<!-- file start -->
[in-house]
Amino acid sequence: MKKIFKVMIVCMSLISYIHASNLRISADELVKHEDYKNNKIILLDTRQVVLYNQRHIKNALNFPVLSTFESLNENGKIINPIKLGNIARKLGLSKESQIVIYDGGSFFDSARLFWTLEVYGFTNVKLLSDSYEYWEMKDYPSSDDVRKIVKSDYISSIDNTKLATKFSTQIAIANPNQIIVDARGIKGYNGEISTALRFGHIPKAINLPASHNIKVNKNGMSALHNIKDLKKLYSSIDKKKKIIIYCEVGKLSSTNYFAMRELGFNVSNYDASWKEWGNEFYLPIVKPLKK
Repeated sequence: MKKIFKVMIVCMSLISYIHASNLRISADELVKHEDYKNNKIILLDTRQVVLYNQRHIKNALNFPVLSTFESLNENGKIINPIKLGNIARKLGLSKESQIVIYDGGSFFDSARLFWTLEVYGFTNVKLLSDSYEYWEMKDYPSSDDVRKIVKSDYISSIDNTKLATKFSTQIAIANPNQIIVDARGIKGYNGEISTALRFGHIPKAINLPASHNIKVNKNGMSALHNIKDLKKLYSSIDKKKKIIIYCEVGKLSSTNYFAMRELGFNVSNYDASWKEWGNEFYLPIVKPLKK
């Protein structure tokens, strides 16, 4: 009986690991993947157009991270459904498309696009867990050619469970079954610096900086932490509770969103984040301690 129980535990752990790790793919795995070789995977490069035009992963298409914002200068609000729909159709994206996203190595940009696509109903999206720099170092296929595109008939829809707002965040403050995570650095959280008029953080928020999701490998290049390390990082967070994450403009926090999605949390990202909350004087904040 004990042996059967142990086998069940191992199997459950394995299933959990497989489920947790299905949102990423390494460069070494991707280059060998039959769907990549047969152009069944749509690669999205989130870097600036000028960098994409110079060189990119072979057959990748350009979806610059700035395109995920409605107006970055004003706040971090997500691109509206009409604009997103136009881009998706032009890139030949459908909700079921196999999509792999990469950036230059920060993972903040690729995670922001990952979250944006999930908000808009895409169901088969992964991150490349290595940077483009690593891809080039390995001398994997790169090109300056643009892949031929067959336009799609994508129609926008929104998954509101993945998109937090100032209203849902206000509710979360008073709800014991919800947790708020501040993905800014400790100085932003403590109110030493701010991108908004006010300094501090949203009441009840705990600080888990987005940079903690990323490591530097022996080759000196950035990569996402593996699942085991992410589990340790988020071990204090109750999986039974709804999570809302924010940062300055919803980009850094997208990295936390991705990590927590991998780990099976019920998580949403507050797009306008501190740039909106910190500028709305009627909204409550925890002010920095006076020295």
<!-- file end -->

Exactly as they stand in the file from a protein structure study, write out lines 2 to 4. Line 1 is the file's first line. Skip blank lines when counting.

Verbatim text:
Amino acid sequence: MKKIFKVMIVCMSLISYIHASNLRISADELVKHEDYKNNKIILLDTRQVVLYNQRHIKNALNFPVLSTFESLNENGKIINPIKLGNIARKLGLSKESQIVIYDGGSFFDSARLFWTLEVYGFTNVKLLSDSYEYWEMKDYPSSDDVRKIVKSDYISSIDNTKLATKFSTQIAIANPNQIIVDARGIKGYNGEISTALRFGHIPKAINLPASHNIKVNKNGMSALHNIKDLKKLYSSIDKKKKIIIYCEVGKLSSTNYFAMRELGFNVSNYDASWKEWGNEFYLPIVKPLKK
Repeated sequence: MKKIFKVMIVCMSLISYIHASNLRISADELVKHEDYKNNKIILLDTRQVVLYNQRHIKNALNFPVLSTFESLNENGKIINPIKLGNIARKLGLSKESQIVIYDGGSFFDSARLFWTLEVYGFTNVKLLSDSYEYWEMKDYPSSDDVRKIVKSDYISSIDNTKLATKFSTQIAIANPNQIIVDARGIKGYNGEISTALRFGHIPKAINLPASHNIKVNKNGMSALHNIKDLKKLYSSIDKKKKIIIYCEVGKLSSTNYFAMRELGFNVSNYDASWKEWGNEFYLPIVKPLKK
């Protein structure tokens, strides 16, 4: 009986690991993947157009991270459904498309696009867990050619469970079954610096900086932490509770969103984040301690 129980535990752990790790793919795995070789995977490069035009992963298409914002200068609000729909159709994206996203190595940009696509109903999206720099170092296929595109008939829809707002965040403050995570650095959280008029953080928020999701490998290049390390990082967070994450403009926090999605949390990202909350004087904040 004990042996059967142990086998069940191992199997459950394995299933959990497989489920947790299905949102990423390494460069070494991707280059060998039959769907990549047969152009069944749509690669999205989130870097600036000028960098994409110079060189990119072979057959990748350009979806610059700035395109995920409605107006970055004003706040971090997500691109509206009409604009997103136009881009998706032009890139030949459908909700079921196999999509792999990469950036230059920060993972903040690729995670922001990952979250944006999930908000808009895409169901088969992964991150490349290595940077483009690593891809080039390995001398994997790169090109300056643009892949031929067959336009799609994508129609926008929104998954509101993945998109937090100032209203849902206000509710979360008073709800014991919800947790708020501040993905800014400790100085932003403590109110030493701010991108908004006010300094501090949203009441009840705990600080888990987005940079903690990323490591530097022996080759000196950035990569996402593996699942085991992410589990340790988020071990204090109750999986039974709804999570809302924010940062300055919803980009850094997208990295936390991705990590927590991998780990099976019920998580949403507050797009306008501190740039909106910190500028709305009627909204409550925890002010920095006076020295």